Learning a foreign language can be one of the most difficult and stressful things anyone can go through. You will have to learn new ways of pronouncing letters and producing the right sounds that the words make. Of course, you will also have to remember the meaning of each new word that you will learn.

Certain mistakes will also make the whole learning process go harder. What are the top mistakes that can cause you to have a harder time learning a new language? Read them below:

Trying to memorize all the grammar rules.

Grammar is important in any language. However, regardless of the language, grammar will always be tricky for non-native speakers. Using the right tenses, gerunds, infinitives, etc. are useful if you will be writing academic essays or professional emails. But if your main objective is to communicate in preparation for a trip abroad or to master just the basics, don’t stress about this too much. You’ll always just feel a

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Learning a Language In the Throes of the Perfectionist Syndrome

The infamous perfectionist syndrome is considered by many one of the worst enemies of a language learner. To those who are trying to follow the Speak from Day One approach – often at the instigation of their teacher – it certainly is. There is that little and very nasty stickler sitting somewhere inside the person, ready at any moment to interfere and whisper something like “if you say this, you will probably make a mistake – are you sure you conjugate this verb correctly?” Which results in awkward silence and in angry glances from the teacher.

The same applies to writing: a language learner in the throes of the perfectionist syndrome will normally wait much longer than necessary before daring to make their written work public, since there might be errors hiding in it somewhere, and the thought of other people noticing them is really and truly unbearable. Ever been in the same forum with a member always correcting every post should a tin

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Why Teach English As A Second Language To Children In Developing Countries?

Whereas education is very important in life and is the right of every child, a good number of children, especially in developing countries do not enjoy this very important right. Poverty is the major cause for such situations. Parents are not able to pay fees for education and even when they do the children attend schools that lack in resources. Apart from lacking the learning tools, most schools set in poor localities lack enough teachers to handle the children attending them.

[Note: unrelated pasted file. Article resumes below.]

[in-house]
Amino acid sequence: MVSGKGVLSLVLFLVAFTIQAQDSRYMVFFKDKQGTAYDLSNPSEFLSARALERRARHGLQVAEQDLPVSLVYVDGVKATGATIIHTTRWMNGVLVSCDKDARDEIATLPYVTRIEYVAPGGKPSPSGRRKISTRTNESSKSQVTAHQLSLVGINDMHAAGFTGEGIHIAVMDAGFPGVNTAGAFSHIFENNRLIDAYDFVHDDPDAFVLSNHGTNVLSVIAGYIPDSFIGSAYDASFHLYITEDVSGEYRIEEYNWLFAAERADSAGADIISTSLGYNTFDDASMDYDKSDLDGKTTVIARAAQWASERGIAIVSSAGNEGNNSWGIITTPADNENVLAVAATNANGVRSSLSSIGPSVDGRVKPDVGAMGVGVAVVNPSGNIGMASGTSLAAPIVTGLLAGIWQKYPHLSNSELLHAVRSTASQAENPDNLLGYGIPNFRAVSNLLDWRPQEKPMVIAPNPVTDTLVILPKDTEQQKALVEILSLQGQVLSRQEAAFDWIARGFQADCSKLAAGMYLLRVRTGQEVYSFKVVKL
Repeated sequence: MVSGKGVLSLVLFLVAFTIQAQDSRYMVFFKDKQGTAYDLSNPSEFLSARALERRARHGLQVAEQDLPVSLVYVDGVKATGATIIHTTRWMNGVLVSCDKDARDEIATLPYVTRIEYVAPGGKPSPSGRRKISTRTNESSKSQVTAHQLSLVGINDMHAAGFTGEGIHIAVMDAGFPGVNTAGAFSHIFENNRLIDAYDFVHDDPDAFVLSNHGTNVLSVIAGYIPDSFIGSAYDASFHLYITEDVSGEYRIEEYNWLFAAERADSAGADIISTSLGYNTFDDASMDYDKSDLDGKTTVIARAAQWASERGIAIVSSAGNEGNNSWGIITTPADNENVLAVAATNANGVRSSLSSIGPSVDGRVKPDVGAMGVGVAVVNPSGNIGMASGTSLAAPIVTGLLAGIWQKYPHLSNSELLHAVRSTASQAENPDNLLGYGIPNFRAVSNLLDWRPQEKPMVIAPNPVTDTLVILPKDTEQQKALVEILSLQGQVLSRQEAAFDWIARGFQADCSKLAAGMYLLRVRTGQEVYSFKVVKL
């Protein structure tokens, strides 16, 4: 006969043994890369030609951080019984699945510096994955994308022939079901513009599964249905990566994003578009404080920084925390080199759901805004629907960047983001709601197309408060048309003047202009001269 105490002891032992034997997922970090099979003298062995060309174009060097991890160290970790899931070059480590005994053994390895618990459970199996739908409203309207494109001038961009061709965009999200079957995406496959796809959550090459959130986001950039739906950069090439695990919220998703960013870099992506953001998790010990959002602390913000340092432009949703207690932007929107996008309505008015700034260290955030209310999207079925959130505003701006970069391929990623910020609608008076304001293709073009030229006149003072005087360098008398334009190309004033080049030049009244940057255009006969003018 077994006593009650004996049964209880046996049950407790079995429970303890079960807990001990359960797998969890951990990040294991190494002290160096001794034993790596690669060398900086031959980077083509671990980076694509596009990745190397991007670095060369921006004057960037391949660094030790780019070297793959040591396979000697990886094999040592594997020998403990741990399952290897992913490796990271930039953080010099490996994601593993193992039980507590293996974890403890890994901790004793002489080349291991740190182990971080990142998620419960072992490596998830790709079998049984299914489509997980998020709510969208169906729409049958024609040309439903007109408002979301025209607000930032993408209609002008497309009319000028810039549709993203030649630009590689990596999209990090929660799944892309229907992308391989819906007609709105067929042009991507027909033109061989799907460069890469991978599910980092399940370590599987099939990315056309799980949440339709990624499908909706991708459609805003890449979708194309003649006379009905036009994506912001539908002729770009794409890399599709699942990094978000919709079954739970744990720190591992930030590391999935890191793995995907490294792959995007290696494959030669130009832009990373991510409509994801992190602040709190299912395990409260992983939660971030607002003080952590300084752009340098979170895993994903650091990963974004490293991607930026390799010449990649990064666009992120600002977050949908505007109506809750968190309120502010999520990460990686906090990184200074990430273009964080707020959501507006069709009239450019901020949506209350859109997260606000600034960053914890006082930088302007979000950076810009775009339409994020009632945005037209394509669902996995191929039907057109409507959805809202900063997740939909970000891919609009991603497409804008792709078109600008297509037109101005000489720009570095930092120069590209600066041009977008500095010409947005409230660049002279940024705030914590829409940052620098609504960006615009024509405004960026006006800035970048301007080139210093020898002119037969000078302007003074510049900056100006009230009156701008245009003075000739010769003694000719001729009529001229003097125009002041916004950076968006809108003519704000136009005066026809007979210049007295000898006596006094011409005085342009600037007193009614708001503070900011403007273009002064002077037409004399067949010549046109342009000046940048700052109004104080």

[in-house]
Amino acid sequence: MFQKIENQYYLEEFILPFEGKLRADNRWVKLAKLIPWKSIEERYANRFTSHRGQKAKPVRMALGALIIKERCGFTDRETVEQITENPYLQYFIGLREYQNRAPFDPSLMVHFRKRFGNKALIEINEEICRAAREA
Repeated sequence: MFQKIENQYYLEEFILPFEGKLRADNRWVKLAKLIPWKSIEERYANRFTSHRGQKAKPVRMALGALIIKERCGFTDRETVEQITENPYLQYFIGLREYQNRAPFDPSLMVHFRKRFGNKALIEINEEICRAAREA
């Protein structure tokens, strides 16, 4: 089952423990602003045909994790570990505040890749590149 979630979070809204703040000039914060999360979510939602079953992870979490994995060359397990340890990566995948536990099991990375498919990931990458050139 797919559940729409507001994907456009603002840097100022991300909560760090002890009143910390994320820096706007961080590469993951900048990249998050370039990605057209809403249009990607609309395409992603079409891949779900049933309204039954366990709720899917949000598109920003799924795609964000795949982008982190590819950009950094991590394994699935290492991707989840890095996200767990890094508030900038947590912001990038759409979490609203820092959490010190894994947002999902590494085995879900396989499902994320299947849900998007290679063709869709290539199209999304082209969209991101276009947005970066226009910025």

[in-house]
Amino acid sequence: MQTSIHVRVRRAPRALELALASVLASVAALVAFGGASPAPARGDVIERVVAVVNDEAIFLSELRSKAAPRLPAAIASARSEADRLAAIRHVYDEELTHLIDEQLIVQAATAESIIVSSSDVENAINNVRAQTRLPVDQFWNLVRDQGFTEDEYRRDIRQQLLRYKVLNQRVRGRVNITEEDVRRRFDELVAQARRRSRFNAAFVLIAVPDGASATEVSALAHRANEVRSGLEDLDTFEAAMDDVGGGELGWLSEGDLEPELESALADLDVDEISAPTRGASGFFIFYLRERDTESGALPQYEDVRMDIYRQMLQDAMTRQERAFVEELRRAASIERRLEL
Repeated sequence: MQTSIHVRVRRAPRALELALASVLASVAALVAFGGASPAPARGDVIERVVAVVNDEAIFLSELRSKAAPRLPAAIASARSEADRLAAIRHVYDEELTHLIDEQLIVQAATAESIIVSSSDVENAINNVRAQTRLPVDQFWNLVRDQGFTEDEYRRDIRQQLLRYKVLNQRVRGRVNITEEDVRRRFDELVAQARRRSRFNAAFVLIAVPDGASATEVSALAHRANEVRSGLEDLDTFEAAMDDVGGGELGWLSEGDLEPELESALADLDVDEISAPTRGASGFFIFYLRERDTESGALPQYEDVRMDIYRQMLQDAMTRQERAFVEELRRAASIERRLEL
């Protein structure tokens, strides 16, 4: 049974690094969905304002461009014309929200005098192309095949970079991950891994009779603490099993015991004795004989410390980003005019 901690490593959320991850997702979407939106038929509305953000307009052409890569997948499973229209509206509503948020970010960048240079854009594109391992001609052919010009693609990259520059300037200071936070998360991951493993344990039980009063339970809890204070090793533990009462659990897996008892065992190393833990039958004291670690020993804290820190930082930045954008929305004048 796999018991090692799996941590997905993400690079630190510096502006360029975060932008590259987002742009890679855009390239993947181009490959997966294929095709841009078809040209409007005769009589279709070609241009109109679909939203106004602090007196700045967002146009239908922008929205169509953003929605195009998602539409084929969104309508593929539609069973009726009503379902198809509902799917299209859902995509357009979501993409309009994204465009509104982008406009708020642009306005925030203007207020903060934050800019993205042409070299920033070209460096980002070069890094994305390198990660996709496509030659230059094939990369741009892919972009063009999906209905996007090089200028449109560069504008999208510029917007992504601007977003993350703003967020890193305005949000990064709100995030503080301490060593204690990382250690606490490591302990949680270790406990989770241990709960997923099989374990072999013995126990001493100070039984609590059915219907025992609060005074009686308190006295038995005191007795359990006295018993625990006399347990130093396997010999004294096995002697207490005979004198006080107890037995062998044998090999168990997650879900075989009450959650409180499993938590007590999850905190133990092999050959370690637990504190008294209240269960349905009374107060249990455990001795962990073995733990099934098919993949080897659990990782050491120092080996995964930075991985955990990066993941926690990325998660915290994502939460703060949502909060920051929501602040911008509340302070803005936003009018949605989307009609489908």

English is one of the languages children should learn and it is actually the major language used to teach in most schools. But with the failure to get a good education or even have teachers to teach them, children from poor backgrounds may never really learn the language or even learn the proper English for that matter. But thanks to charitable organizations reaching out to developing countries, a good number of the children can finally learn the language through distance learning. The fact that they a

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Things You Should Do to Make Your Chinese Learning Easier

Learning a new language can be done for fun or for more serious reasons. Some of the reasons that could compel you into learning Chinese include relocating to the country for educational reasons or to settle there because of one reason or another. If you are looking forward to doing business, creating partnerships or even working in the country or with its locals, then you might also need to learn the language. The challenge of learning a new language is inevitable, even when it comes to Chinese, but by doing a few important things, you can actually have an easier time learning the language.

1. Know the languages

When it comes to Chinese, you have to decide whether to learn Cantonese or Mandarin. Mandarin is the national language of Taiwan and China and is best for travelers and learners headed to the country. Cantonese on the other hand is the primary language in Guangdong province and Hong Kong and you can consider it if you are headed to those two

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How Does Learning a Foreign Language Help With Cultural Awareness?

Contrary to popular belief, learning a foreign language is not simply about being able to speak it. It is about understanding and experiencing another culture and society, and, through this, broadening your own perspectives and outlook on the world.

Many prospective language learners greatly underestimate what it means to be culturally aware. No matter how familiar you may be with your native culture, you cannot be fully worldly aware unless you have an understanding of other cultures on the globe, no matter how insignificant the country, and what it may have to add to global society as a whole. A nation’s words are one of the most telling representations of its society; for example, coming across a word in a foreign language which has no direct translation into English reveals an entirely new series of meanings, exposing what is considered important to speakers of that language.

Learning a language creates empathy in the student, who begins from scratch to learn